Pandit Brijesh Raval, the priest at the Hindu Temple of Las Vegas, nods as parishioner Swadeep Nigam talks about volunteering and the college scholarship he has funded for a graduating Clark County high school student.
“It is a very good thing you do,” the priest said.
It’s lunchtime and Nigam, a 57-year-old Las Vegas Valley Water District financial analyst appointed to Nevada’s Equal Rights Commission by Gov. Brian Sandoval, lets Raval know that he and his wife will be cooking for an April temple function and asks him to let as many people as possible know about the scholarship.
“College is very expensive and the scholarship can help students and their parents,” he said.
Philanthropy, baby boomer style.
As Nigam and the rest of the boomer cohort approach or reach retirement, studies show the generation that wanted to change the world is still intent on leaving its mark.
According to research published last year by Merrill Lynch, boomers are expected to dedicate $8 trillion in money and volunteer hours to philanthropic causes over the next 20 years. By 2025, giving by retirees will account for half of all philanthropy.
What makes the philanthropic outlays of boomers different from other generations, according to experts, is they want to be more personally involved in the causes they care about.
Nigam’s passion is education.
“It has the most to do with changing lives,” he said. “Without my getting a scholarship, I wouldn’t be where I am today. I wanted to give back and see that deserving young people get some help.”
After he turned 50, Nigam, who helped put his two children throughcollege, earmarked $25,000 of his investment savings for 10 years worth of scholarships carrying the name of his father. His dad was a college professor in India as well as a visiting professor at the business school at UNLV.
“I saw it as a way to honor my father, who so believed in education, and to help young people,” he said.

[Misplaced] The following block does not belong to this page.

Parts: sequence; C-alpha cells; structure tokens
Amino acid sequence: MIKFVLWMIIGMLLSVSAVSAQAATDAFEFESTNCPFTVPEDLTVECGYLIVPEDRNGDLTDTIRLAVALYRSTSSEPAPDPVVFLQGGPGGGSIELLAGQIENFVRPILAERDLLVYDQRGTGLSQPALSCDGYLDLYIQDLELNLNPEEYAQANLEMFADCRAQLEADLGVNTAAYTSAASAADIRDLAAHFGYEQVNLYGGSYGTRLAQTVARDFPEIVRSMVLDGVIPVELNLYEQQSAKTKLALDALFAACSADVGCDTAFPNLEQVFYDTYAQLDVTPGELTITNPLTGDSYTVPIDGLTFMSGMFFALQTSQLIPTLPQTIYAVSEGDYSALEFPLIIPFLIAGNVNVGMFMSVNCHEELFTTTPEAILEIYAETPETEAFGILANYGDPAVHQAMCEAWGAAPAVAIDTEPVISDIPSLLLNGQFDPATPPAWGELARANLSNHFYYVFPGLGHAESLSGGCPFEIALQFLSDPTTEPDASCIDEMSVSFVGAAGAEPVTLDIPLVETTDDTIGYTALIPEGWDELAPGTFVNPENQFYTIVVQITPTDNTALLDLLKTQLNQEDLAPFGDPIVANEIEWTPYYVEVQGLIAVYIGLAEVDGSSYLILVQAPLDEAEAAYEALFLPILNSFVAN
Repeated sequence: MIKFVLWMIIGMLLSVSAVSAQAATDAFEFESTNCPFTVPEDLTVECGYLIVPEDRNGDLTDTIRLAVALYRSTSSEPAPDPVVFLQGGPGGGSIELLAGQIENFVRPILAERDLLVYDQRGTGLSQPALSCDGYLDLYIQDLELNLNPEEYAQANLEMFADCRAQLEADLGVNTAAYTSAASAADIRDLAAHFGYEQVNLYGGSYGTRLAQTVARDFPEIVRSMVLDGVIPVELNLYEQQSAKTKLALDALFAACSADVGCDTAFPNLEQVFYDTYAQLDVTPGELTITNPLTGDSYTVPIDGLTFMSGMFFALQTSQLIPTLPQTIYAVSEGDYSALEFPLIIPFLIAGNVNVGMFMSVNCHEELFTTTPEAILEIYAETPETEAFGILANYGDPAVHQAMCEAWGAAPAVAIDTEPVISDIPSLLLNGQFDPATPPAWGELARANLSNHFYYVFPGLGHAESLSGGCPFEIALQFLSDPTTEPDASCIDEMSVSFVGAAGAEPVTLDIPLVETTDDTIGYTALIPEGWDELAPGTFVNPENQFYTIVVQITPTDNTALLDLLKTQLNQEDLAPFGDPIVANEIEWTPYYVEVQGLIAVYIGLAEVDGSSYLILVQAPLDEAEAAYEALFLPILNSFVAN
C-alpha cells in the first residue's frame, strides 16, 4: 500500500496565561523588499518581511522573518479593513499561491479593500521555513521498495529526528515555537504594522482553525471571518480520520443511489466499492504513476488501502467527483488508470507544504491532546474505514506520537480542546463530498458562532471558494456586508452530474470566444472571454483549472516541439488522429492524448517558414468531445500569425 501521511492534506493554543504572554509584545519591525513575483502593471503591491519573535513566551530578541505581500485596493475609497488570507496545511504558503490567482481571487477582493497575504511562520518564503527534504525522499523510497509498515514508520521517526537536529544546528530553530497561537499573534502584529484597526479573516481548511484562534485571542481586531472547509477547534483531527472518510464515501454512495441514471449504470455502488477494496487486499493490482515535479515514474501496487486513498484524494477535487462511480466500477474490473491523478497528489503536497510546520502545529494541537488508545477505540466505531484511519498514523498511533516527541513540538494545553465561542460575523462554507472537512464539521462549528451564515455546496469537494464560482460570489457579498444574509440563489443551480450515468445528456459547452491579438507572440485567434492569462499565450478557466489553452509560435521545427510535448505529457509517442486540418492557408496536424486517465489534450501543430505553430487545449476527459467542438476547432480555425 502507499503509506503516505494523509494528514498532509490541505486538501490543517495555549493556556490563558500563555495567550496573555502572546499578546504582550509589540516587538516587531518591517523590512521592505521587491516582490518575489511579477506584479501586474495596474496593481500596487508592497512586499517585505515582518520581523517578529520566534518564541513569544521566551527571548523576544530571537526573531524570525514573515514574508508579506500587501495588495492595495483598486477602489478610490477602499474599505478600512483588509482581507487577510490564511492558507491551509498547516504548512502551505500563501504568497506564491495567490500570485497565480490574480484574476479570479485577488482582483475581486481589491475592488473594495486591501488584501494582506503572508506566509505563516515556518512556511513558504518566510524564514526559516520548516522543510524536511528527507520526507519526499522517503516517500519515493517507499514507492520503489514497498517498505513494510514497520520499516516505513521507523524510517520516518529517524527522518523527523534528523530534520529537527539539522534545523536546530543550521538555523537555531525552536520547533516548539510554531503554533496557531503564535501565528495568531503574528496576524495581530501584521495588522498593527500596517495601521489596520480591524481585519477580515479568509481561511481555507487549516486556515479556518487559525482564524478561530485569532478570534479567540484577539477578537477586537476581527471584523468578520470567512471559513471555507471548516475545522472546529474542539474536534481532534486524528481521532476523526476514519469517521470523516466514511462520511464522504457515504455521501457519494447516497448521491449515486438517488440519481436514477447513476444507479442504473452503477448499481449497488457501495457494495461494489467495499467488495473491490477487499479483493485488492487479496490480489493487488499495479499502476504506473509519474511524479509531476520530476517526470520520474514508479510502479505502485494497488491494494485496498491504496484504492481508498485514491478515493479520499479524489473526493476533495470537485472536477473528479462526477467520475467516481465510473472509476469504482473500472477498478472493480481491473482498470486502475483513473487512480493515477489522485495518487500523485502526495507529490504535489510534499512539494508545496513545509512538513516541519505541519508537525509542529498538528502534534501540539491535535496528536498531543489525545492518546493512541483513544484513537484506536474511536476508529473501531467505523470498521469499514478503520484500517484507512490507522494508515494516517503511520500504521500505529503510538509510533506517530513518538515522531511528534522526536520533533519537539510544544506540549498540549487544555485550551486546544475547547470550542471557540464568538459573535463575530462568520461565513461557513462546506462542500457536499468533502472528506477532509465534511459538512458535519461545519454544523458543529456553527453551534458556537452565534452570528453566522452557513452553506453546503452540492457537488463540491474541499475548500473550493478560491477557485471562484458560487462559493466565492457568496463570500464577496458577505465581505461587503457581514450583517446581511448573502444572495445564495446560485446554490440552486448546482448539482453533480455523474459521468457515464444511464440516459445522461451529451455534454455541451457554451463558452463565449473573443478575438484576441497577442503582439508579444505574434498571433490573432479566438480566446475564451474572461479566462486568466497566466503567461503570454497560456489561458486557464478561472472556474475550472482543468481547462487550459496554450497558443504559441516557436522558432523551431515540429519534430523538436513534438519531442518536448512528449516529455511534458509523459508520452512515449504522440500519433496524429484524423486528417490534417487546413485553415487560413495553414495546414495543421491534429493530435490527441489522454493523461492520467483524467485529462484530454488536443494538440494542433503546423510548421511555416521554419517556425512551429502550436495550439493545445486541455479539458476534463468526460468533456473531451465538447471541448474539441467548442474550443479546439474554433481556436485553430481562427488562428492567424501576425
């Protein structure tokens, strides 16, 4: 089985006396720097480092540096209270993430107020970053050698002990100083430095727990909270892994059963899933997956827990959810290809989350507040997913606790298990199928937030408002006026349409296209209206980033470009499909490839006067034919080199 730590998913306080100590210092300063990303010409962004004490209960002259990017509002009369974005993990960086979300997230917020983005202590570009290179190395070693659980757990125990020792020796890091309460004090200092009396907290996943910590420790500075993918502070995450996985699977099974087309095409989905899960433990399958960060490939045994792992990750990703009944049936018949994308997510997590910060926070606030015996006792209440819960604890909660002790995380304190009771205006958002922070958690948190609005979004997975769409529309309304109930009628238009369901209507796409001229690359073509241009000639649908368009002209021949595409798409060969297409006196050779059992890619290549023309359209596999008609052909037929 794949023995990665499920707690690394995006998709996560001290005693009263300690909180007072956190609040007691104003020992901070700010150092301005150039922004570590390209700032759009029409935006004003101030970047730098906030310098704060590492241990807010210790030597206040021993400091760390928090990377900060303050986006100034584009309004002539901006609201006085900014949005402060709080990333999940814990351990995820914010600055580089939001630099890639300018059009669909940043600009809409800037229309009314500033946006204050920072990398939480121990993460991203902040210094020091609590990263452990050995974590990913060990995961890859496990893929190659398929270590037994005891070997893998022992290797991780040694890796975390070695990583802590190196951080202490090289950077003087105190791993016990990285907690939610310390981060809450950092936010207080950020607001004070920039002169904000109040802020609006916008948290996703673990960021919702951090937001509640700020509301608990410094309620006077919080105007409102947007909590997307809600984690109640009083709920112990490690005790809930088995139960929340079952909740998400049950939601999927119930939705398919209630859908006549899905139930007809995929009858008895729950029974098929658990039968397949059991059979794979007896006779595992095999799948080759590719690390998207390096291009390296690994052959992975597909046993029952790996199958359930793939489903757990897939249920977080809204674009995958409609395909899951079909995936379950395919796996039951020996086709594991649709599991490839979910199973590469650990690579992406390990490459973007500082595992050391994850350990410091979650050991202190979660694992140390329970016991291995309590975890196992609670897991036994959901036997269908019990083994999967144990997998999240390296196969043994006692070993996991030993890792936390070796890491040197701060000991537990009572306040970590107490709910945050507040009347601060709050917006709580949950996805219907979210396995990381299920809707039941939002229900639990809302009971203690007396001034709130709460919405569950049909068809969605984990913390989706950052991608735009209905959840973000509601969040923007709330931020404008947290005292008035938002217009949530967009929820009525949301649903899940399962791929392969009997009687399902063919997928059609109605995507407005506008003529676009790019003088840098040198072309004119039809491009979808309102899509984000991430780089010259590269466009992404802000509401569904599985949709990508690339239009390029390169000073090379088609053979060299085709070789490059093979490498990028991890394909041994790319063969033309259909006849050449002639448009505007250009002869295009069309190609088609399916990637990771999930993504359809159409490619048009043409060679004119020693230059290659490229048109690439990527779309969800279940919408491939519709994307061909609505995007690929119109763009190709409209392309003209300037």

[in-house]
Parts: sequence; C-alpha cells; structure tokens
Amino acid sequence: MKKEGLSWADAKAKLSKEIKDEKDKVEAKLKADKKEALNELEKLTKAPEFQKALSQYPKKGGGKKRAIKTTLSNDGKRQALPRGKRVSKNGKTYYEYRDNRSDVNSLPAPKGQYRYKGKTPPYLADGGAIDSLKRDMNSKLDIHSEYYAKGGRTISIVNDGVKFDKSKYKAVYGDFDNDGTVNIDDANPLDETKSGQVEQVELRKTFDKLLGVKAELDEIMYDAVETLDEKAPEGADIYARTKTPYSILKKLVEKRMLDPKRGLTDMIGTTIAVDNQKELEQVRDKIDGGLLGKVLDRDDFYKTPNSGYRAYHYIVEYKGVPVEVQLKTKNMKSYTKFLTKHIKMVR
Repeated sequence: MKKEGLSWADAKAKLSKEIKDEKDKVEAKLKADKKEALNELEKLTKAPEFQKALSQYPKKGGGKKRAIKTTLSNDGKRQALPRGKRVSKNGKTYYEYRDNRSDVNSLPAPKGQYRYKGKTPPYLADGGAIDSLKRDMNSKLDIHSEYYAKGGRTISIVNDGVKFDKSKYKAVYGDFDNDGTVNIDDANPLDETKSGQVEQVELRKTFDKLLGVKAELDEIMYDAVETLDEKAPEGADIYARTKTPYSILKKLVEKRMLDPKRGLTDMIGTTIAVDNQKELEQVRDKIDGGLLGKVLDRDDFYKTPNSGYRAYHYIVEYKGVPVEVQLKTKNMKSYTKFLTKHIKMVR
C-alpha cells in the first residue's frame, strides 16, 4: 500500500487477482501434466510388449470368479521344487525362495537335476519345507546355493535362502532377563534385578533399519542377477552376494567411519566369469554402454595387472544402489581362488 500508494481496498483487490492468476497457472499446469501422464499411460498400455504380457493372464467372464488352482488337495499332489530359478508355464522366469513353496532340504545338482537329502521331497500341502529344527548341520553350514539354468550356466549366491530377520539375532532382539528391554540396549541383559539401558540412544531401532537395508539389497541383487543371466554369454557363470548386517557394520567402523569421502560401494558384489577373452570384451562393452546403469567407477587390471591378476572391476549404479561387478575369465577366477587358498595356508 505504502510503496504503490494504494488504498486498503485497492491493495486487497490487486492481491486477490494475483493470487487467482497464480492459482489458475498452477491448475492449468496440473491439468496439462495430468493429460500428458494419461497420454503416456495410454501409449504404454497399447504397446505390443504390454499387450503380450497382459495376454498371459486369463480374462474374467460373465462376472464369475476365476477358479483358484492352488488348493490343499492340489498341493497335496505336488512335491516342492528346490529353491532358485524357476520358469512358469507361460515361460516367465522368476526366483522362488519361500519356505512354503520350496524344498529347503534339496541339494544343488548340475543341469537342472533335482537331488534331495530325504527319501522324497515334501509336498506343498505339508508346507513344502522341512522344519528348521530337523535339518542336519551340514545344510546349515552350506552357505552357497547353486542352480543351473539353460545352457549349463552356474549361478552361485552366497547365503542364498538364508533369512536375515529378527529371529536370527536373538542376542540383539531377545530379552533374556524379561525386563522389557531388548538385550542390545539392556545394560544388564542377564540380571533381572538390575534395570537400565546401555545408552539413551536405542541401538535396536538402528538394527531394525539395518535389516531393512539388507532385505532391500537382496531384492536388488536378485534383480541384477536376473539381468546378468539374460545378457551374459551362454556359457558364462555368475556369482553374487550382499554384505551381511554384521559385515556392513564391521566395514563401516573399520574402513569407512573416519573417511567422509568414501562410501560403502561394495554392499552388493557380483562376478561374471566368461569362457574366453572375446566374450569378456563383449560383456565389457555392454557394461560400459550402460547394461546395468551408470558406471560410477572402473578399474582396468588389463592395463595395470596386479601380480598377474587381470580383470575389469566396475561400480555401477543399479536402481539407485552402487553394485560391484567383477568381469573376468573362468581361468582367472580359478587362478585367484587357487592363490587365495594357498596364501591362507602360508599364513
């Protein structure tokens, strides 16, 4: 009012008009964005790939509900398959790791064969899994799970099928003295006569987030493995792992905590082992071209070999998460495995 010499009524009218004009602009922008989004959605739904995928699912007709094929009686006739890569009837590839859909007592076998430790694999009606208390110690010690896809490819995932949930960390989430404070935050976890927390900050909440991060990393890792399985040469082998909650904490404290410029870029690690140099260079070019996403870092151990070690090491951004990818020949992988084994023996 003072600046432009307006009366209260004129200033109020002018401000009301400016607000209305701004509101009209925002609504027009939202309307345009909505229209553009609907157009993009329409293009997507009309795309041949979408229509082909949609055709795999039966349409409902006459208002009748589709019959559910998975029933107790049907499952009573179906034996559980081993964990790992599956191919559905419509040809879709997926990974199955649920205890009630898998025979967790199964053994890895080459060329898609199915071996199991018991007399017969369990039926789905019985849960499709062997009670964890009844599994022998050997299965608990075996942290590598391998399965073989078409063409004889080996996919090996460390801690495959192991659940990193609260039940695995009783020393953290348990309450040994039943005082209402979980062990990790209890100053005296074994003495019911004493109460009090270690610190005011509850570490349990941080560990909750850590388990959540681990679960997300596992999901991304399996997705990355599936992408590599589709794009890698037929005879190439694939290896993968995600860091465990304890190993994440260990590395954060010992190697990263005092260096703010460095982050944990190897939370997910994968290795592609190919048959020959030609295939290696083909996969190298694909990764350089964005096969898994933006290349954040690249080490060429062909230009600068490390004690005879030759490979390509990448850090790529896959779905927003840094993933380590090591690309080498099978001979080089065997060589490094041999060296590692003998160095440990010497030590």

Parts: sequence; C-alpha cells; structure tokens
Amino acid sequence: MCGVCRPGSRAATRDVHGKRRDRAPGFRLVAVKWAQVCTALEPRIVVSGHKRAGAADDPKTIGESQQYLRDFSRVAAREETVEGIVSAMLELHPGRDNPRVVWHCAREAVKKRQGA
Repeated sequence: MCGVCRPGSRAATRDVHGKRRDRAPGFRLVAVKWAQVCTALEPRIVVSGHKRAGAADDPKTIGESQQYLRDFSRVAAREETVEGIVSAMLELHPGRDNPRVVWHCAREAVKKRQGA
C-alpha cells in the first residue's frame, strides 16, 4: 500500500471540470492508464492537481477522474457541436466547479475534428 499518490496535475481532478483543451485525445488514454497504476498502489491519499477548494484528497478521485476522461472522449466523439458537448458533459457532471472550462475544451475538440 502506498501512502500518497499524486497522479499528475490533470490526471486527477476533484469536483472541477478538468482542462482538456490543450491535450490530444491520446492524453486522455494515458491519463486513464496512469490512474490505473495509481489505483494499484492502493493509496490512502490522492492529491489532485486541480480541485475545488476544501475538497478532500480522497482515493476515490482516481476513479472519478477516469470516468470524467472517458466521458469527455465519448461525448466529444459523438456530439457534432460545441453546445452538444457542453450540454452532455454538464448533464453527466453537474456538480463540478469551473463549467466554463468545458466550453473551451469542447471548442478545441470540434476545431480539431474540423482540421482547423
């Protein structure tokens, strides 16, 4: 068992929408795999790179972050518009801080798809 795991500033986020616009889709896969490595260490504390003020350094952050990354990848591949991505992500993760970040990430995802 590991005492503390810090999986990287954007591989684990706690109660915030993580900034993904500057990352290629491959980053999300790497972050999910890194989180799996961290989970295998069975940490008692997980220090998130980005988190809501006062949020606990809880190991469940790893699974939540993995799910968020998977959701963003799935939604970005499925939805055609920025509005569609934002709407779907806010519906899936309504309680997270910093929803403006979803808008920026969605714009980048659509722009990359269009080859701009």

The one-time $2,500 scholarship, awarded annually to a new student through the Nevada Policy Research Institute, is called the Professor R.S. Nigam & NPRI Freedom Scholarship. Nigam believes in the tenets of NPRI, a nonprofit think tank promoting policy ideas consistent with the principles of limited government, individual liberty and free markets.
It was a scholarship to Wright State University in Ohio, Nigam said, that allowed him to him earn master’s degrees in economic and finance — degrees that helped make possible his $115,000 a year water district position.
“I just feel I must give back and I want to make sure the money I contribute is used wisely,” he said. “I found you don’t have to be wealthy to give back.”
Nigam also financially aids Wright State students and contributes to UNLV.
Applications for the $2,500 scholarship he funds are open to all graduating seniors in Clark County planning to attend college in the fall.
Applicants must have a grade point average of at least 3.2 and complete the application, which includes a two-page essay on whether a proposal to increase the state’s minimum wage to $13 an hour helps or hurts Nevada’s youth.
To be eligible, a student’s parents must have earned less than $125,000 income in 2016, and the student must plan to attend a four-year degree program in business, economics, political science or public administration.
Paul Harasim’s column runs Sunday and Tuesday in the Nevada section and Monday in the Health section. Contact him at email@example.com or 702-387-5273. Follow @paulharasim on Twitter.